Maine’s sea stars: Down but not out

The species once known as starfish is threatened by the speed of climate change, but is attempting to adapt to stave off local extinction.
Two sea stars found at Acadia.
Dr. Melina Giakoumis found young, healthy sea stars in Acadia National Park. Courtesy photo.

Turns out we’ve been looking at starfish all wrong.

First, they’re not fish. They belong to a group of marine invertebrates called echinoderms, which also includes sea urchins, sand dollars and sea cucumbers. Starfish now go by the classy common name of sea stars. 

Then there’s the matter of those arms. It’s true, sea stars can regrow, or regenerate, if an arm should be torn off by, say, the sharp bill of a hungry sea gull. But recent studies show those arms are actually heads. So instead of a body with five arms, sea stars have only heads

Something else about sea stars has confounded scientists: What is killing them? 

“All marine life is struggling to adapt at the speed of climate change,” said Andrew McCracken, a Topsham native and Ph.D. student at the University of Vermont. “The Gulf of Maine, which is warming faster than other ocean waters, is an area of particular risk.” 

Besides waters that are warming and becoming more acidic, possible stressors include low oxygen levels (due to increases in bacteria in the water using up the oxygen), and perhaps a virus. 

Whatever the cause, what happens to sick sea stars is fodder for a horror flick. A white, gooey lesion on its spiny skin soon spreads, causing the tissue to soften and twist. Within days the sea star can completely disintegrate — a sickness called sea star wasting disease (SSWD). 

SSWD traces back to at least the 1970s, when a disease with similar symptoms was first observed and documented in Maine and elsewhere in the East, said McCracken, who is studying how marine animals adapt to stress.

Then in 2013, large-scale die-offs began on the Pacific Coast from Mexico to Alaska. On the East Coast, with fewer sea star species and smaller populations, the die-offs haven’t been as dramatic.

But it’s happening regularly from Acadia National Park in the north to at least Massachusetts in the south, said Dr. Melina Giakoumis, the associate director of the Institute for Comparative Genomics at the American Museum of Natural History. And, she adds, it seems to be happening more frequently and more severely.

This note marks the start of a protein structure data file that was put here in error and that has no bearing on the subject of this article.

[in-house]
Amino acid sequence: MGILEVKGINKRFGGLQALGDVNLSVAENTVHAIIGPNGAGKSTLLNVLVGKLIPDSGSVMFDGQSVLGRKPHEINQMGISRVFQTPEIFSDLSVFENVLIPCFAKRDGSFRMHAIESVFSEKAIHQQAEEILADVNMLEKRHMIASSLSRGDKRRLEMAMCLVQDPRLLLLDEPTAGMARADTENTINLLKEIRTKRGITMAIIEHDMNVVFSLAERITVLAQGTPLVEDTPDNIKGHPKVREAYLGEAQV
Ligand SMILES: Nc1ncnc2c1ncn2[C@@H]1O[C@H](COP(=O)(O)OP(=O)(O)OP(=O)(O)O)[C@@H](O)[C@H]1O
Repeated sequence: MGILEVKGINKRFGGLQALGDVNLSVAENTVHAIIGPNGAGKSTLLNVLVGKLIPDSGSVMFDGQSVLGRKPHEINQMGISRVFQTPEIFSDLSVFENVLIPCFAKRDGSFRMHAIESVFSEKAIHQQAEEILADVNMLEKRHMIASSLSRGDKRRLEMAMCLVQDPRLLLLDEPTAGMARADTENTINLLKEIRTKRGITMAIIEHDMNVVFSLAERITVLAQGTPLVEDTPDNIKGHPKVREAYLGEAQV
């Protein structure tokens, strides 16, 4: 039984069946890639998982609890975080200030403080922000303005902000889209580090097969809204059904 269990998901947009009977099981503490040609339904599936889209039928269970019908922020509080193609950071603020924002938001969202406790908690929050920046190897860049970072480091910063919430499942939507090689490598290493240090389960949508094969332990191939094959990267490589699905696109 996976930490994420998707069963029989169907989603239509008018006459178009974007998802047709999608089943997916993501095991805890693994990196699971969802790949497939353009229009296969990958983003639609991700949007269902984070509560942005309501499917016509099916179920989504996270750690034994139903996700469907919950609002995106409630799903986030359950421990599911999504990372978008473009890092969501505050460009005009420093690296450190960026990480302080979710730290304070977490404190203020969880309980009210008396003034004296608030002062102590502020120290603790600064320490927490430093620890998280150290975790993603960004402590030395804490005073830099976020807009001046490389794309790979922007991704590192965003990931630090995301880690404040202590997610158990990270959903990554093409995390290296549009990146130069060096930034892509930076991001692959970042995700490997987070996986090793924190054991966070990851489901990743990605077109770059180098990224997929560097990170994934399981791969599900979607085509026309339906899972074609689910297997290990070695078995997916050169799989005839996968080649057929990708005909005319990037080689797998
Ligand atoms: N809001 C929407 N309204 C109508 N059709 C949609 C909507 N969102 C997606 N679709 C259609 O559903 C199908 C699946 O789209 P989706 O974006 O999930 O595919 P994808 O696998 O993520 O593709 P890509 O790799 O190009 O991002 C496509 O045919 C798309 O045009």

Maine’s two common sea star species, the Forbes sea star (Asterias forbesi) and the northern sea star (Asterias rubens), have both been listed as “Species of Greatest Conservation Need” by the state. The 2016 listing claims sea stars are “undergoing steep population declines,” which, if unchecked, likely will lead to “local extinction and/or range contraction.” 

“Since sea stars aren’t a commercial species, DMR (Maine’s Department of Marine Resources) devotes its limited resources to monitoring work versus population mitigation,” wrote Jeff Nichols, a senior DMR staffer, in an email.

A lesion seen on a forbes sea star.
This lesion on a Forbes sea star (Asterias forbesi) marks the beginning of the wasting disease affecting sea stars off the coast of Maine and throughout much of the world. Photo courtesy Dr. Melina Giakoumis.

Yet Maine’s sea stars are considered keystone species, meaning “they have a disproportionately large effect on their community,” said Giakoumis. “It’s important to protect them because they help keep other species in check, which increases stability and resilience in the entire ecosystem.” 

The sea stars may already be helping themselves survive SSWD.

Giakoumis has documented that the hybridization of Maine’s two major sea star species is occurring from the southern Canadian Maritimes to New England. 

“This adaptation perhaps provides genetic variation the species need to survive,” said Giakoumis. 

McCracken also wants to know if and how the sea stars might adapt and survive. Last spring he was awarded a three-year National Science Foundation Graduate Research Fellowship to study how thermal extremes impact physiological changes in echinoderms, work that has specific relevance for the Gulf of Maine. 

“By the time it takes to unravel the possible multiple causes of SSWD, it may be too late,” said McCracken. “Working to protect the surviving populations is something I’m excited about. Are there actual traits that make them immune? Do they have the genetic capacity to adapt? These are the questions I hope to help answer.” 

Getting the answers will take help from the community. 

That’s why Giakoumis is working on an app that will allow citizen scientists and trained scientists to plug in data on when and where they see sea stars, and if they observe evidence of SSWD. 

“Sea stars tend to be more visible in the summer when they come into shallower waters,” said Giakoumis. “In winter months they tend to stay in deeper water.”

The work by Giakoumis and McCracken will help us better understand SSWD and hopefully help scientists lessen future population declines. But we can help sea stars and all marine life now by “protecting what we can control,” said McCracken.

“By not overfishing and not raking the sea floor, we will protect marine habitat, and give sea stars and other marine life the best chance of survival.”


Lynda DeWitt

Longtime editor and writer Lynda DeWitt has written about natural history for many organizations, including the National Geographic Society, Discovery Communications, Scholastic Productions, and Smithsonian’s National Academies of Sciences. She is the author of "What Will the Weather Be?" and splits her time between Maine and Maryland.
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